A group of researchers has developed an artificial leaf that can mimic photosynthesis and convert carbon dioxide into hydrocarbon fuel. The best part of the technology, however, is that the new device is powered by sunlight alone.
So, scientists are now imagining all the possible applications from huge power plants on Earth and a never-ending power source on Mars.
Researchers at University of Illinois deemed the new technology ‘game-changing.’ They said that they have been experimenting with new chemicals to reproduce a process that closely mimics natural photosynthesis for years.
They also sought to convert the carbon dioxide a system is able to suck out of the atmosphere into something useful, such as burnable fuels. But they needed a new type of catalyst to enable them to do it.
In their experiments, engineers used nano-scale elements dubbed transition metal dichalcogenides (TMDCs). They learned that one type of TMDC was 1,000 more effective in absorbing oxygen than the metals used in the current CO2-capture technologies.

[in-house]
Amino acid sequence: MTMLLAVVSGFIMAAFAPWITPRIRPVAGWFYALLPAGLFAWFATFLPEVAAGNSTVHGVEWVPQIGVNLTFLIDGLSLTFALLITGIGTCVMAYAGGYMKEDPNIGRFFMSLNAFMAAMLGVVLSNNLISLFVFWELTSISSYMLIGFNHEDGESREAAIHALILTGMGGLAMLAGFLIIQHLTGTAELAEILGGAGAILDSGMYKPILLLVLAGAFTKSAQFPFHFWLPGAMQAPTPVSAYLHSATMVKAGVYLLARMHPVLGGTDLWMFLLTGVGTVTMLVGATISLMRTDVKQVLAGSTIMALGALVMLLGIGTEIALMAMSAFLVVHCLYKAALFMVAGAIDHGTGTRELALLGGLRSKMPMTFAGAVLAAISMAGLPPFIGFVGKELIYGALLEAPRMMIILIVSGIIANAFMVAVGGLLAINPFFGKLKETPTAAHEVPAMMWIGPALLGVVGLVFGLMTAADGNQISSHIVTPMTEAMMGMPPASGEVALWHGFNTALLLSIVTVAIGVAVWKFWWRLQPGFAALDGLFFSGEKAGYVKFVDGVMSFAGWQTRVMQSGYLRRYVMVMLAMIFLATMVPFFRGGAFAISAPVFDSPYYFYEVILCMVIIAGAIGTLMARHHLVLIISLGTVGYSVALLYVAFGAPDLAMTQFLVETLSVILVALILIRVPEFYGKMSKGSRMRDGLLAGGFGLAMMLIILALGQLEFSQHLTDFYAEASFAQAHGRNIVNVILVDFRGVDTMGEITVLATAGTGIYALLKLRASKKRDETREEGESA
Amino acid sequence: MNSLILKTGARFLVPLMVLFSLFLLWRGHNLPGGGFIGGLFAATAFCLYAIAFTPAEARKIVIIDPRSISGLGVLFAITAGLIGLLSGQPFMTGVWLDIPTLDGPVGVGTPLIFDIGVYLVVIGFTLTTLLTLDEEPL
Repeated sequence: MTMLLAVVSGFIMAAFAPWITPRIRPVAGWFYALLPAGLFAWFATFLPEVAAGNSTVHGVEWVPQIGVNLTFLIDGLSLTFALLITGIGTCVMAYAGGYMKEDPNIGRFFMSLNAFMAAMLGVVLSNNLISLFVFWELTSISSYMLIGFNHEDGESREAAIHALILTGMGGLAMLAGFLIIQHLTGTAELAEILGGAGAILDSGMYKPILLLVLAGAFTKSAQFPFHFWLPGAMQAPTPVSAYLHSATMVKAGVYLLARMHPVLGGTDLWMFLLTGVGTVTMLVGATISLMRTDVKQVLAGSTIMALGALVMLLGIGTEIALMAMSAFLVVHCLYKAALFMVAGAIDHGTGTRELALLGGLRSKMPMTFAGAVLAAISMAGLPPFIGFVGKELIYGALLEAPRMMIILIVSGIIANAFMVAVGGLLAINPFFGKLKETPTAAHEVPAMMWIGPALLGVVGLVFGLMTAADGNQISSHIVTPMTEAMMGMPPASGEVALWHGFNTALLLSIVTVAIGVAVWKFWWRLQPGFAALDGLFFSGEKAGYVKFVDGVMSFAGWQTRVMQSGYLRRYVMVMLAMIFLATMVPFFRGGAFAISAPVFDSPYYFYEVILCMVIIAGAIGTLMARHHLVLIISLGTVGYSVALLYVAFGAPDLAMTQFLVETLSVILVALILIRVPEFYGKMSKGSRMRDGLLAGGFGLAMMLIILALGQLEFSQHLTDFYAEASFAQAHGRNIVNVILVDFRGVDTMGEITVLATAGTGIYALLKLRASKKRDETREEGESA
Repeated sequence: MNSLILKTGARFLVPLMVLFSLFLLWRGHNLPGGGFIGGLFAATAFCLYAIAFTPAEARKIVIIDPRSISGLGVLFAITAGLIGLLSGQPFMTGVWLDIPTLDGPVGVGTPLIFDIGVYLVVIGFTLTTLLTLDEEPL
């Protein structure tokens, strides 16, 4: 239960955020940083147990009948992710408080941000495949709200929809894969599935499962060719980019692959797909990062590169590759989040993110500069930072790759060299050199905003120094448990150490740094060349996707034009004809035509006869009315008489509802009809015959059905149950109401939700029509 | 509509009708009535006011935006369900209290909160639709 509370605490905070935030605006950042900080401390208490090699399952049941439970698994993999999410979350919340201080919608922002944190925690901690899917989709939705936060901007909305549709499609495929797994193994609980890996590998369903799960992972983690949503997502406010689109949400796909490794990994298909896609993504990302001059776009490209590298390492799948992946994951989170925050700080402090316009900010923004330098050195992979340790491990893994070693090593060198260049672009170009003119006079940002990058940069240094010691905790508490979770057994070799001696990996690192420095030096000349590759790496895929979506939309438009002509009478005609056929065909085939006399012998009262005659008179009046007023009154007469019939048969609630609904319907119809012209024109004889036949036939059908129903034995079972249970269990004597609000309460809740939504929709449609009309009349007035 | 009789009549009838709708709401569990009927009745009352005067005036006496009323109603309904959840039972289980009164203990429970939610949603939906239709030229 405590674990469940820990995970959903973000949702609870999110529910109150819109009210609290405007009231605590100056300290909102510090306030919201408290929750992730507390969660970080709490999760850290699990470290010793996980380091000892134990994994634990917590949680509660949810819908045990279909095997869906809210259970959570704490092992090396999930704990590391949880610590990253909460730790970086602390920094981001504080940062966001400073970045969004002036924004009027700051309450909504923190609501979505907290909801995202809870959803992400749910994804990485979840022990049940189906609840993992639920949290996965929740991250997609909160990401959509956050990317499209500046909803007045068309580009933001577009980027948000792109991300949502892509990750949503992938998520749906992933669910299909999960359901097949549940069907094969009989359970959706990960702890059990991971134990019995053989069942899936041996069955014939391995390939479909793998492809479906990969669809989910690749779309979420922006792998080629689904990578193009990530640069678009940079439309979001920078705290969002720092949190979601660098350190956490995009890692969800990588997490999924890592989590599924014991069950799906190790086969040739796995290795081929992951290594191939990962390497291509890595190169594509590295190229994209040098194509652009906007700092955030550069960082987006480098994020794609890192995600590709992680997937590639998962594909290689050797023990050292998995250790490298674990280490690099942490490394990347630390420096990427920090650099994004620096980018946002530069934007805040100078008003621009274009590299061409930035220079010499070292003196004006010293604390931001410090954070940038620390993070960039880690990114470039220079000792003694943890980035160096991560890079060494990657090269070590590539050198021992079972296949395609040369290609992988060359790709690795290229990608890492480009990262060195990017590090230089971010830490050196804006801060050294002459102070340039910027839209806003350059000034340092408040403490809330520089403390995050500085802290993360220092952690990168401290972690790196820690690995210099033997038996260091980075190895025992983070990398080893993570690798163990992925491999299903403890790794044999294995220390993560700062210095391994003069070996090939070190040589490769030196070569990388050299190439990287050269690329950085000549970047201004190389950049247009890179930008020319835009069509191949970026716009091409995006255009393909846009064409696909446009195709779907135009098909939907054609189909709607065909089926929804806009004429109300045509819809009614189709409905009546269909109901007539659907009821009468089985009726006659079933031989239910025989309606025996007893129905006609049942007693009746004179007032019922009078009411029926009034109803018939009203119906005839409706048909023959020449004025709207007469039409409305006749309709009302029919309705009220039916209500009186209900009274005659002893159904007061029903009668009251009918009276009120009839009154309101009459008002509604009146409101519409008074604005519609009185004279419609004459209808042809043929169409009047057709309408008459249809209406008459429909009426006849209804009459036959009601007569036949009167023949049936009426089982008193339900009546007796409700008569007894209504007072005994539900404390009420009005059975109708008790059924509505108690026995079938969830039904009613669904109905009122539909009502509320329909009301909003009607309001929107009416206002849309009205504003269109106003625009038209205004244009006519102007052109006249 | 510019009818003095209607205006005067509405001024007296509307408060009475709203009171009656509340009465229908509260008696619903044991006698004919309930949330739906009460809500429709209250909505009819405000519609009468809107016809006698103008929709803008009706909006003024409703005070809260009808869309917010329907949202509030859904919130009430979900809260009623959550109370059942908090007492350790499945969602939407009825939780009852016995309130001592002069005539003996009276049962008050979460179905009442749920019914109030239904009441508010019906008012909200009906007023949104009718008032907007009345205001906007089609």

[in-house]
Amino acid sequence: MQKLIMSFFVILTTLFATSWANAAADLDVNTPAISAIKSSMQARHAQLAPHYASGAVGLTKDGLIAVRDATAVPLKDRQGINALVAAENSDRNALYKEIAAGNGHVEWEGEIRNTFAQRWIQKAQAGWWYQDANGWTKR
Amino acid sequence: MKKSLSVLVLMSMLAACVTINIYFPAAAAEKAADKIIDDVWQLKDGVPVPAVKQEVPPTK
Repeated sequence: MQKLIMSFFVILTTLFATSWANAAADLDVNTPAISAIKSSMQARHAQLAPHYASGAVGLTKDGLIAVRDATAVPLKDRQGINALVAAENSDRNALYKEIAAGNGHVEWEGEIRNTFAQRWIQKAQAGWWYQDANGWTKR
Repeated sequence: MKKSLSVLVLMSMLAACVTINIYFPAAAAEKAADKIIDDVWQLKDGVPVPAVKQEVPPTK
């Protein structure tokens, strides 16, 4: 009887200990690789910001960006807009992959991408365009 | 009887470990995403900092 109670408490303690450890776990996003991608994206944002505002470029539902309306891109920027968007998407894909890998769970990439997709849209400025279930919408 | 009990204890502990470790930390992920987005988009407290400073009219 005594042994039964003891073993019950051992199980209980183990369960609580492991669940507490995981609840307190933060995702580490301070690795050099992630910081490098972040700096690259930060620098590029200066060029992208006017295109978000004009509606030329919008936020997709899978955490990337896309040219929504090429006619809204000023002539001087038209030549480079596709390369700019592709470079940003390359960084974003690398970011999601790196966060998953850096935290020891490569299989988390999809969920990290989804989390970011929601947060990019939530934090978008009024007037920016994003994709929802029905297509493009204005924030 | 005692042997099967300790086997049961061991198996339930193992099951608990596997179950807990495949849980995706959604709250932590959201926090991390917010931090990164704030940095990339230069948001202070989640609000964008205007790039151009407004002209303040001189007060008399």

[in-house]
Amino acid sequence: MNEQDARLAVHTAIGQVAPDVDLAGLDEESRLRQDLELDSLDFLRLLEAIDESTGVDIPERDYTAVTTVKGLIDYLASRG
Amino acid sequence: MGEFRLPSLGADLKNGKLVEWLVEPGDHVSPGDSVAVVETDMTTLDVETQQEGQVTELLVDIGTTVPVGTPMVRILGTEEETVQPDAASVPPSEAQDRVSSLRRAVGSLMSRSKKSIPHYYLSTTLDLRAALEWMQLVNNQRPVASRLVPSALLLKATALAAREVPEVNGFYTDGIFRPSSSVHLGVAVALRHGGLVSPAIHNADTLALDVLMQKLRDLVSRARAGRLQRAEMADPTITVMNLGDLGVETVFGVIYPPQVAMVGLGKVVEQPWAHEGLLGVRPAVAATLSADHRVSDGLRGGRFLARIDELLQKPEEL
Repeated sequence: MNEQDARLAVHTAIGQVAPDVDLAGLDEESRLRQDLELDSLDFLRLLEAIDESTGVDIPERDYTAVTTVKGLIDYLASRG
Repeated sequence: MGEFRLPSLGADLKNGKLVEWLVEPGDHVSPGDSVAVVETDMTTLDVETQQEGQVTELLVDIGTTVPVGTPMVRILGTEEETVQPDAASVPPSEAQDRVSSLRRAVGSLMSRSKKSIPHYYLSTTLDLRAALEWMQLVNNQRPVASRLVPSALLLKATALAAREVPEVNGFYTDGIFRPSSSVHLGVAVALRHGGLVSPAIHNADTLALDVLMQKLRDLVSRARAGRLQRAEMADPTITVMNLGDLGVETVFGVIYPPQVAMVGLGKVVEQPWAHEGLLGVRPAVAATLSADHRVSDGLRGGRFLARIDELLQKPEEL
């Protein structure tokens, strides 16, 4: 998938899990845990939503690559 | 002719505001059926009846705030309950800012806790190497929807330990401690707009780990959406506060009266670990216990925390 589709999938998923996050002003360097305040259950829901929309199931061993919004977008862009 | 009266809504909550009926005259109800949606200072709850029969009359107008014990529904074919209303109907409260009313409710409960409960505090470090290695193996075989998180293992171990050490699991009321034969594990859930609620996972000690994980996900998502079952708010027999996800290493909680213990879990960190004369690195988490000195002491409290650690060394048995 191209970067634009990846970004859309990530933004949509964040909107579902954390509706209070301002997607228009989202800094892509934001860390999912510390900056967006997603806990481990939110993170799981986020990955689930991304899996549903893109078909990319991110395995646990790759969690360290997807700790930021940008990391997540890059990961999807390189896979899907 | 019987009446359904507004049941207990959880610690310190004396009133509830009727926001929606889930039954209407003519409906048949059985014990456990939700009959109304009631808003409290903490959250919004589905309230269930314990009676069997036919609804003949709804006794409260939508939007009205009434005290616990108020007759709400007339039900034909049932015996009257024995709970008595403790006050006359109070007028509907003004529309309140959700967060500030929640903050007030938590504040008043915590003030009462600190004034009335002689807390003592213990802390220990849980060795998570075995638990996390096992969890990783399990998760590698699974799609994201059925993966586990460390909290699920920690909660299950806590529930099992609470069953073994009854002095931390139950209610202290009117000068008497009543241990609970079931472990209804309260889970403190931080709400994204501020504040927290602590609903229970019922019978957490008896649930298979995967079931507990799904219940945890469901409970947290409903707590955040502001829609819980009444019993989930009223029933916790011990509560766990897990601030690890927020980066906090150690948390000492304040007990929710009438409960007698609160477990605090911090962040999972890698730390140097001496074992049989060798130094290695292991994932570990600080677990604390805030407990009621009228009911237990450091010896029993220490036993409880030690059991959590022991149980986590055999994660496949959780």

The TMDC only needed water and a particular electrolyte to work. Researchers also noted that their approach was 20 times cheaper.
They noted that the special ionic liquid employed as electrolyte is a lot more resilient than other electrolytes. Regular catalysts eventually get oxidized under the harsh redox conditions. But the new electrolyte in combination with water forms a co-catalyst that is no longer lost in the process.
The artificial leaf is in fact a solar cell made of tinier photovoltaic cells that can absorb sunlight. When the cell is hit by sunlight or 100 W of light per Sq m the cathode generates carbon monoxide and hydrogen.
In the meantime, the anode releases free hydrogen and oxygen ions. These chemical reactions create a special burnable gas called synthesis gas (syngas), which has the same properties as commercial hydrocarbon fuels.
The research team says that their technology can be used in solar farms, cars and homes. Engineers also dream of the day when the technology will provide fuel to deep space missions.
Nevertheless, in deep space, the device needs water to produce the chemical reactions. Mars represents an ideal location to test the technology if it has water on its surface since its atmosphere is packed with CO2.
A research paper on the system was published July 29 in the journal Science.
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